On 2006-03-29 17:31, Patrick Ryan wrote:
> It is incorrect to regard *wl.kWo-s as containing the suffix -*o- for
> the simple reason that *l. is not a PIE phoneme, it is only a
> stress-unaccented form or *l. A form like *wl.kW- (before any affix)
> would present a word with _no_ stress-accent, which is virtually an
This impossibility may be virtual, but isn't real. The Czech word for
'wolf' is <vlk>, with a stressed syllabic /l/. However, where did I
claim that the base of *wl.kWos was underlyingly vowelless?? Didn't I
say instead that the addition of a suffix affected the vocalism of the
base? Adjective-forming *-ó- is in principle accented, but the accent is
often thrown back in nouns for reasons of CONtrast. How does it follow
from your words quoted above that the *-o- in *wl.kWos can't be a
suffix? It surely _is_ a suffix e.g. in thematic adjectives derived from
compounds with a consonantal stem as the second member -- the <dvi:pá->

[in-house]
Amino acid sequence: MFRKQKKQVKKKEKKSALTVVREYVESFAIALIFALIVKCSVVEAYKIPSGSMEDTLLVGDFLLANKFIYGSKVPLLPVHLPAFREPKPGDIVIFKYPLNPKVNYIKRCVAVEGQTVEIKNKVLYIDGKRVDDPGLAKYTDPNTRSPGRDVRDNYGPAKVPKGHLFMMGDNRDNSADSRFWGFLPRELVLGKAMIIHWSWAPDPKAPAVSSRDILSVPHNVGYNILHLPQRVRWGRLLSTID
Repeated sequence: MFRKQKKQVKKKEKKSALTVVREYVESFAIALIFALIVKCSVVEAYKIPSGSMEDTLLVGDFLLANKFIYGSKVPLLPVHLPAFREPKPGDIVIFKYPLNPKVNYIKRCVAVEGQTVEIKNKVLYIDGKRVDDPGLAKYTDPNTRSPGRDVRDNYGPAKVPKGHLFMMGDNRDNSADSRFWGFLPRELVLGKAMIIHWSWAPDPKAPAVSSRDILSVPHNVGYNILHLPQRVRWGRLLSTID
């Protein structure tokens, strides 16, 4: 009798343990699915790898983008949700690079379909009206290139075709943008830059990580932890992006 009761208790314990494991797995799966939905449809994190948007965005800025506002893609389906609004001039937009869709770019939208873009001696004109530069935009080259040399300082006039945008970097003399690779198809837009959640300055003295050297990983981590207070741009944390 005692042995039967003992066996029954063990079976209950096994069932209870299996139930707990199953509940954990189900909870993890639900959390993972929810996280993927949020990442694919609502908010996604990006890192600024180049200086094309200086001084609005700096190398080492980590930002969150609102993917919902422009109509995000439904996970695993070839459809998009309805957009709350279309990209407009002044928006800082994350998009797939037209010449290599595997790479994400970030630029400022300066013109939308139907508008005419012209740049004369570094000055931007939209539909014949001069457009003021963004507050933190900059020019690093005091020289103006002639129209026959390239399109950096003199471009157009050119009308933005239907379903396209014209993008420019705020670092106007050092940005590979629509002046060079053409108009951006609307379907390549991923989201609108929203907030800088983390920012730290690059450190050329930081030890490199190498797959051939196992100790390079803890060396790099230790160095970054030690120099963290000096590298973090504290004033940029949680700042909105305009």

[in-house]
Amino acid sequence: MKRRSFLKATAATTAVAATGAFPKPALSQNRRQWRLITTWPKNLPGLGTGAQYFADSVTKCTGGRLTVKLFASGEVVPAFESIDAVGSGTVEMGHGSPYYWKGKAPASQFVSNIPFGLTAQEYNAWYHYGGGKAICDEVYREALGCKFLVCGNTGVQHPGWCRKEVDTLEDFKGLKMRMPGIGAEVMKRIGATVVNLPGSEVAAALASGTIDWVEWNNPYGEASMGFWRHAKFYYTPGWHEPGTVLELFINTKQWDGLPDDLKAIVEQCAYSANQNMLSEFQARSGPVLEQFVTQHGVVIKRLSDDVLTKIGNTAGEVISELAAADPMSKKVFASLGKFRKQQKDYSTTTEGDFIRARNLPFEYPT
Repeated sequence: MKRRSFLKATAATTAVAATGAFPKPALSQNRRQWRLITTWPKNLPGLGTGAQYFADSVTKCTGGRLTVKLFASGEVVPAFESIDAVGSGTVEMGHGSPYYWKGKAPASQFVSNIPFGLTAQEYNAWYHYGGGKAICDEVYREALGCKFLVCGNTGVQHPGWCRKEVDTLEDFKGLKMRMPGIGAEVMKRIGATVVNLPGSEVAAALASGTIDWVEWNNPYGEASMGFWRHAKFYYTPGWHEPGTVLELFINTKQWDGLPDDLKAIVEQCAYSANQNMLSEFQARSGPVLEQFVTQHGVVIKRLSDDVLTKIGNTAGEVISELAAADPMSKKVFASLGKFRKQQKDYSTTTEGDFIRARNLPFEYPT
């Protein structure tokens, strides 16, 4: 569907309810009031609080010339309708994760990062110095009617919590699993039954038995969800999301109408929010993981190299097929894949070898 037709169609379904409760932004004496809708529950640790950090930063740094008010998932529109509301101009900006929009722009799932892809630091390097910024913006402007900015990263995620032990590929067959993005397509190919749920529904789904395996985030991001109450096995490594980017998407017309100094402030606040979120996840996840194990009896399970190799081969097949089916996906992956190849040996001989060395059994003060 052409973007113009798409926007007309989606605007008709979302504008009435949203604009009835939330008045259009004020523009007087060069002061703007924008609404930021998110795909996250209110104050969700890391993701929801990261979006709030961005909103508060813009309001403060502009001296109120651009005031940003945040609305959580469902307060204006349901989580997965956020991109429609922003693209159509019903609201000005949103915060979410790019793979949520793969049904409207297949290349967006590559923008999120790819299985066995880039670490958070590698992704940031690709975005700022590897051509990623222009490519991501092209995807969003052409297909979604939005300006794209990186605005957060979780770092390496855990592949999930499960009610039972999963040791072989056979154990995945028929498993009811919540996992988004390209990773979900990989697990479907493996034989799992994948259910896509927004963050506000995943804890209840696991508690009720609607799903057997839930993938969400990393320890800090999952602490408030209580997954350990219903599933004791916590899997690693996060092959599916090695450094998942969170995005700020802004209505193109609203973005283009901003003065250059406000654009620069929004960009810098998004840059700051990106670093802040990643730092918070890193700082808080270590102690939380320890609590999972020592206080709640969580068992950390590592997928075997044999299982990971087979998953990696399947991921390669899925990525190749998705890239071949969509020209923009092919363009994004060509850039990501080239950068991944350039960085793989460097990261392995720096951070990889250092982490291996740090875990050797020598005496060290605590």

> *wl.-kWo- is a very old compound of *wel-, 'wool (referring to
The 'wool' word is actually *h2wl.h1-náh2. The initial *h2 is reflected
as Hitt. <h> in <hulana->. There is no trace of either laryngeal in any
of the numerous reflexes of the 'wolf' word.
> + *kWe/o, which will be a verbal element of some meaning
> relating to the preoccupation of wolves with flocks.
Woolly wolves? Wolves in lambs' clothing? :-)
> It is incorrect to assert that the thematic vowel was "replaced" by
> There is no relationship between them (thematic vowel and -*y). The
> ultimate stress-accentuation, resulting in a thematic vowel,
> originally indicated plurality. *-y was relational or derivational.
I can't see a shred of evidence for any such claim. Does *h1ek^wos mean
'horses'? One interesting property of the thematic vowel is that in
never disappears completely. If *h1ek^wo-s means 'horse' and *h1ek^wi-o-
means 'horse-related, equine' (RV as'vya-; cf. also Gk. hippi-kó-s, with
a different suffix), if *wl.kW-o-s means '(he-)wolf' and *wl.kW-i-h2
means 'she-wolf', and if, in general, thematic *-o/e- and *-i- occur at
the end of otherwise identical stems in complementary distribution, the
most natural conclusion is that they are allomorphs of each other.